Electrolux Professional Urges Nose to Tail Approach

Electrolux Professional Urges Nose to Tail Approach
Electrolux Professional

Electrolux Professional

Standard Supplier 10th December 2014
Electrolux Professional

Electrolux Professional

Standard Supplier

Electrolux Professional Urges Nose to Tail Approach

A spokesperson for a leading food service manufacturer has urged kitchen operators and chefs to look towards nose to tail cooking to minimise food waste and maximise profit margins by utilising cheaper cuts of meat.

With meat consumption across the globe growing and production stretched as a result, kitchen operators in every industry need to explore ways of utilising all parts of the animal. Stuart Flint, Regional Training and Demonstration Manager at Electrolux Professional discusses the cost savings and the attractive attributes of the diverse menu such techniques create:

“It’s no secret that we have a huge food waste problem within the UK and the industry needs to look towards ways to address this. When thinking nose to tail, each cut of meat needs to be handled using a separate cooking process to achieve the best quality end result.

“There will be times when meat can be cooked very quickly, such as fillet steak, but for tougher cuts of meat, slower cooking processes are required to break down the tissues and fibres. Techniques such as slow braising in the combi oven, are ideal for cuts such as shin and shoulder, and increase profits as the initial purchase price is cheaper, with the end result delivering the same high quality.

Emerging trends

“It’s good to see that restaurants are starting to utilise other parts of the animal beyond the traditional joints and cuts as it enables tasty dishes to be produced at a fraction of the usual cost.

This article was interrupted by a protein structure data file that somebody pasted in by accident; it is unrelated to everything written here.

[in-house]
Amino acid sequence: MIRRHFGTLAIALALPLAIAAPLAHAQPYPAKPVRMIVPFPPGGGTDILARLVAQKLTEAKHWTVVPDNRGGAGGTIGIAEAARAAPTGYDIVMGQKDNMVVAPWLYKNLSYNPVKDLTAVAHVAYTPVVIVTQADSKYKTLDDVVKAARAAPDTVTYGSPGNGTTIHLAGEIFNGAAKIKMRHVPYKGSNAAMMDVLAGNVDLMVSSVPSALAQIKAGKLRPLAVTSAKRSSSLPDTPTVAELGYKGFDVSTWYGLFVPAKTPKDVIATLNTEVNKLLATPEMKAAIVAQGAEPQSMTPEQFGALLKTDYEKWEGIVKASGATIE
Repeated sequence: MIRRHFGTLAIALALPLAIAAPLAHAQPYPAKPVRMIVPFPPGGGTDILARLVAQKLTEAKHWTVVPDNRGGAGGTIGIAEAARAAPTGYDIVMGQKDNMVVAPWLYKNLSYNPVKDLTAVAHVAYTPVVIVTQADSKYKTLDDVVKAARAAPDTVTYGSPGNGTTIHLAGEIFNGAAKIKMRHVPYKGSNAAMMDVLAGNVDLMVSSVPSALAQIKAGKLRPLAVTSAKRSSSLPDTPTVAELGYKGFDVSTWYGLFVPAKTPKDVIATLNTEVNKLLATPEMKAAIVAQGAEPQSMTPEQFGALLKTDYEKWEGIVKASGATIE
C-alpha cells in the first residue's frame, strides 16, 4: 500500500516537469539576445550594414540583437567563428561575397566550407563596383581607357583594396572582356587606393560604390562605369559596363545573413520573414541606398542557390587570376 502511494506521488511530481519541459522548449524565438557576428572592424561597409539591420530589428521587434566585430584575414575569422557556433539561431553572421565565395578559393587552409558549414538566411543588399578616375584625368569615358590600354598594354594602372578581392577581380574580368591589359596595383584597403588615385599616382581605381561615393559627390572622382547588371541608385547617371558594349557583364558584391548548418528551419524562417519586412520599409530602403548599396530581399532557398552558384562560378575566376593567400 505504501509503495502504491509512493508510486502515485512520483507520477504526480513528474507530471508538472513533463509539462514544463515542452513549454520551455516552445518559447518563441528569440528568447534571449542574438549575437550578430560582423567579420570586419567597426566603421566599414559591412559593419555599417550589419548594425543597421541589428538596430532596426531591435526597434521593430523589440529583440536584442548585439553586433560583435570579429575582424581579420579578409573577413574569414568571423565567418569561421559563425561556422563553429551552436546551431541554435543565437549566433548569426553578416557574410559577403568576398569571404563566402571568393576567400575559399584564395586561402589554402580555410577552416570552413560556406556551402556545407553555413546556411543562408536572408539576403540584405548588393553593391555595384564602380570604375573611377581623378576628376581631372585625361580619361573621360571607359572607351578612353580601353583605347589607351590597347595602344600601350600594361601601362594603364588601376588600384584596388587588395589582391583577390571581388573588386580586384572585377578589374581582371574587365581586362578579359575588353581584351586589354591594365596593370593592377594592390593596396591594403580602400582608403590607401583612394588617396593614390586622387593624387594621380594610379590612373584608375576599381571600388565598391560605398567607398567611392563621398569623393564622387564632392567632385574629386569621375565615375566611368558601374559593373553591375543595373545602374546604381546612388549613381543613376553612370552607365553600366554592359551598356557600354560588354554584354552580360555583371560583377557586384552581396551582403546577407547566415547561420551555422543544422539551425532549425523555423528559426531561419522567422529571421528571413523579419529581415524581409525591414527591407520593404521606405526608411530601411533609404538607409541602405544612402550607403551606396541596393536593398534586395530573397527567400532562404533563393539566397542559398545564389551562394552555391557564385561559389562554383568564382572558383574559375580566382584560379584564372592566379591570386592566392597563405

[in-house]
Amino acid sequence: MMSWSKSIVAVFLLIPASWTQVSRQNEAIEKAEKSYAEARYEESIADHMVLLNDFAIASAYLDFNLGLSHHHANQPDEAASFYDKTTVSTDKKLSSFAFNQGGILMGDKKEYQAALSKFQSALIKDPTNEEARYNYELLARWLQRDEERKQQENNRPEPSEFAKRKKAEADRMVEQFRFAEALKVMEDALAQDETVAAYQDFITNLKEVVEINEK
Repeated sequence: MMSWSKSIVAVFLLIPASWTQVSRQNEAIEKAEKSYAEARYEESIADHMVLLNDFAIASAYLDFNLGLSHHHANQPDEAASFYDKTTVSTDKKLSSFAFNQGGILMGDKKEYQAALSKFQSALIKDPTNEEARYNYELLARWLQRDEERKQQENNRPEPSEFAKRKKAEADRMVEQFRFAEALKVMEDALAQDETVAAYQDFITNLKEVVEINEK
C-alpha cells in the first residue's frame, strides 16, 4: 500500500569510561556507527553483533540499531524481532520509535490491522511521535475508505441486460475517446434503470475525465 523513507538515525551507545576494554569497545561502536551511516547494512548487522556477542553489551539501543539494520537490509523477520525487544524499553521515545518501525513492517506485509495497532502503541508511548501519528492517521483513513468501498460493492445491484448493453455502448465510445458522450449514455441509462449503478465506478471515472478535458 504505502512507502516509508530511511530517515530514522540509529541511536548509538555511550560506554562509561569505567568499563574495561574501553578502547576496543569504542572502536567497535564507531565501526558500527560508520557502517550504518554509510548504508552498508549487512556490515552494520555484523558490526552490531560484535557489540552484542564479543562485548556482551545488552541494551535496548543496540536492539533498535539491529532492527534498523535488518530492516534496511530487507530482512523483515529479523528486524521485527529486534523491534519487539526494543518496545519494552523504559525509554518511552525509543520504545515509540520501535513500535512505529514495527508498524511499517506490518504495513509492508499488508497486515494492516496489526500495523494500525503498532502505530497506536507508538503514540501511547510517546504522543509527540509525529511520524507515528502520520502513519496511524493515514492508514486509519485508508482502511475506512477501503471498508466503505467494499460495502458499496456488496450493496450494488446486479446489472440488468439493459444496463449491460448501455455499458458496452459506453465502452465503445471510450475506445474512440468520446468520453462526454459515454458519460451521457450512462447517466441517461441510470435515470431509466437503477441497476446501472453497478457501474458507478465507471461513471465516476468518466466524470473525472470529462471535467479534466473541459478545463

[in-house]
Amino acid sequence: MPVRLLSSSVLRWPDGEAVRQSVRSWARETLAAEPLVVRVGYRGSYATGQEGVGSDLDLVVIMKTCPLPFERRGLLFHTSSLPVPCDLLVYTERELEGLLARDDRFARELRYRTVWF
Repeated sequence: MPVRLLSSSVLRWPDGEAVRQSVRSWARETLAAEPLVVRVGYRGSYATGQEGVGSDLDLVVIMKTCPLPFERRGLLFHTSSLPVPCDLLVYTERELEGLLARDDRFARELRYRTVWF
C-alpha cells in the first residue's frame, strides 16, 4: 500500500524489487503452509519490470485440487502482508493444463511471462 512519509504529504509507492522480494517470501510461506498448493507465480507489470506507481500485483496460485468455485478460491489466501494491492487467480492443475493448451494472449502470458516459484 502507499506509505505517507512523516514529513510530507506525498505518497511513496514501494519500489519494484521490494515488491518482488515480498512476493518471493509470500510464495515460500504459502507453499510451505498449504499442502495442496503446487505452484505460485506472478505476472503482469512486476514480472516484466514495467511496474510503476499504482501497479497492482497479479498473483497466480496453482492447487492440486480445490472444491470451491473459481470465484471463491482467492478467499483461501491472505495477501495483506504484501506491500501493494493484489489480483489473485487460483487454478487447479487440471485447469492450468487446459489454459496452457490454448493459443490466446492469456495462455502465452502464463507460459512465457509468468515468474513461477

“Cooking slightly more obscure joints of meat is ideal for restaurants in particular as people like to try different things when they go out for dinner. This is making dishes such as cheek very popular and allowing restaurants to be creative while making very good margins and enhancing their menu offering above competitors. Chefs can also see cooking these joints as a way of maximising their skill level by creating delicious dishes from meat that may have otherwise been thrown away.

“The issue with cooking for long periods of time is that it can tie up a piece of equipment for the entire day – ox cheeks for example take around 20 hours to cook. That’s why overnight cooking needs to come into play, not only for time savings and to free up the kit, but chefs can also make use of the cheaper energy tariffs available through the night.

“Overnight roasting and steaming and low temperatures can be a solution, as can cooking under vacuum. With the latest innovations such as the Electrolux Professional air-o-steam Touchline combi oven, overnight cooking recipes can be programmed so any member of staff can simply set the overnight cooking programme before leaving the kitchen at the end of their shift.

Quick nose to tail creative tips

- Bone marrow can be extracted and used as a garnish as when grilled. It oozes lots of flavour which is particularly tasty to garnish beef dishes.
- Items such as cheek and tongue can be slowly cooked through eco delta cooking - a different cooking process which initially cooks at a set temperature before gradually increasing to produce a tender result and reduced shrinkage. This type of cooking works well with steaming process.
- Smoking can be a good way of cooking items such as gammon, duck, chicken and livers for pâté.

For more information on Electrolux Professional and its extensive range of food service equipment and services, visit www.electrolux.com/professional

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